Adapting a movie from a stage musical which was adapted from a book is… no mean feat, but everyone involved in Roald Dahl’s Matilda the Musical didn’t just rise to the occasion but completely knocked it out of the park.
Although a whole generation of film critics (myself included) grew up with the 1996 version of Matilda, this Netflix movie is best enjoyed when you throw all expectations and what you think you know about Matilda out the window.
Because these two family movies are so markedly different from each other, I think trying to compare the films and pit them against one another does them a disservice — and Roald Dahl’s Matilda the Musical is way too dazzling in its own right to be languishing under the original film’s shadow.
And when I say dazzling, I mean that the visuals and filmography are, quite literally, just that. From its vivid use of colours around the village to the dull, brooding gates of Chatham Hall, this exaggerated version of reality seen through the eyes of a child is only further illuminated by the integration of the stage musical’s songs: several of which are accompanied with flawless, unified choreography and sprawling, visuals that show the sheer, unlimited power of childlike wonder, optimism, and imagination.
In the world of Matilda, everything is more saturated and vivid because these young people aren’t tethered to the mundanity of day-to-day existence: instead, their life is an exciting, action-filled story which, as the movie teaches, you alone have the power to change.
Fans of the musical will know that the main plot of Matilda is coupled with a seemingly-fictional tale about an acrobat and escapologist. Although the meaning and purpose of this story is somewhat predictable, even if you haven’t seen the movie, it is yet another opportunity for director Matthew Warchus to show dazzling circus sequences as well as demonstrating just how untethered Matilda’s imagination is.
As for the titular character, 11-year-old Alisha Weir plays Matilda Wormwood with a fierceness, pluck, and determination which makes it impossible not to root for her. We might be used to the softly-spoken, ribboned-up Mara Wilson, but this version of Matilda is wilder, more headstrong, and exactly what we need right now. Her rallying cry for rebellion and sticking-it-to-the-man couldn’t come at a more perfect time, as the world feels more downtrodden and defeated than ever.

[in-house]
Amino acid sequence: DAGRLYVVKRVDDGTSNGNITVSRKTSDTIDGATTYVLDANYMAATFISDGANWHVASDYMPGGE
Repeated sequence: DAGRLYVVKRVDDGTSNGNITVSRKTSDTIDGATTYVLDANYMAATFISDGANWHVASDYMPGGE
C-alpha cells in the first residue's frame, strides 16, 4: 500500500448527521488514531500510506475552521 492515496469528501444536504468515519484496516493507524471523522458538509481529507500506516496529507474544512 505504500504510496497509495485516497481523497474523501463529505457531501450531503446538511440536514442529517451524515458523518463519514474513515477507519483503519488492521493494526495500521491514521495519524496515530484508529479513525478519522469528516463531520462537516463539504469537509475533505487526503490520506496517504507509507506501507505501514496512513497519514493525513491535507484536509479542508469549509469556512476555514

But underneath her sheer power, which is projected through both her singing and acting, is raw vulnerability, insecurity, and pain that actors three times her age might struggle to portray with the same level of complexity she does.
The good news is the supporting cast of Matilda is at a level of talent that Weir can more than hold her own against, with Lashana Lynch especially shining as Miss Honey. As Lynch herself mentioned at the London Film Festival Press Conference, she’s been cast more in action movies and played hardened heroes up until now.
But the sensitivity, warmth, and emotional complexity she brings to Miss Honey further demonstrates her impeccable range as an actor and shows that she’s more than capable of taking on roles with ‘softer’ demeanours — I’m not ashamed to say that there are moments where she and Weir genuinely moved me to tears, especially with ‘My House.’ Furthermore, although he has a relatively small role, Carl Spencer as the Escapologist must be praised for his deeply moving and impactful performance.
But Matilda wasn’t just a sobfest — it’s a musical after all — and a funny one of that. The best comedic moments in the film are provided by Stephen Graham (who truly puts his own Cockney, hapless, Del-Boy-like spin on the role of Harry Wormwood) and Emma Thompson, whose performance of the Trunchball is equally as terrifying as it is absurd at times. Her powerful voice and on-screen presence is truly daunting and unpredictable while also providing moments that make you chuckle as Thompson revels in the character’s pantomime villainy: Nanny McPhee, she certainly is not.
Netflix faced a lot of controversy over the use of fatsuits — and I have conflicting feelings about them myself — but it seems like, in this case, the costume and prosthetics are aiming for a more athletic figure than a ‘fat’ one. That being said, it appeared like a fake pot belly was used for Bruce Bogtrotter as comic relief, which was both disappointing and one of the few criticisms of the film I have, along with rare instances of sloppy CGI in a couple of scenes.
However, ultimately, if I had to describe Roald Dahl’s Matilda the Musical in one word, it would be ‘inspiring’. It genuinely inspires you to stand up for what’s right and to be the change you want to see, which is a vital takeaway for audiences of all ages.
Roald Dahl’s Matilda the Musical will be released on November 25, 2022.
A lively showstopper that will make you want to change the world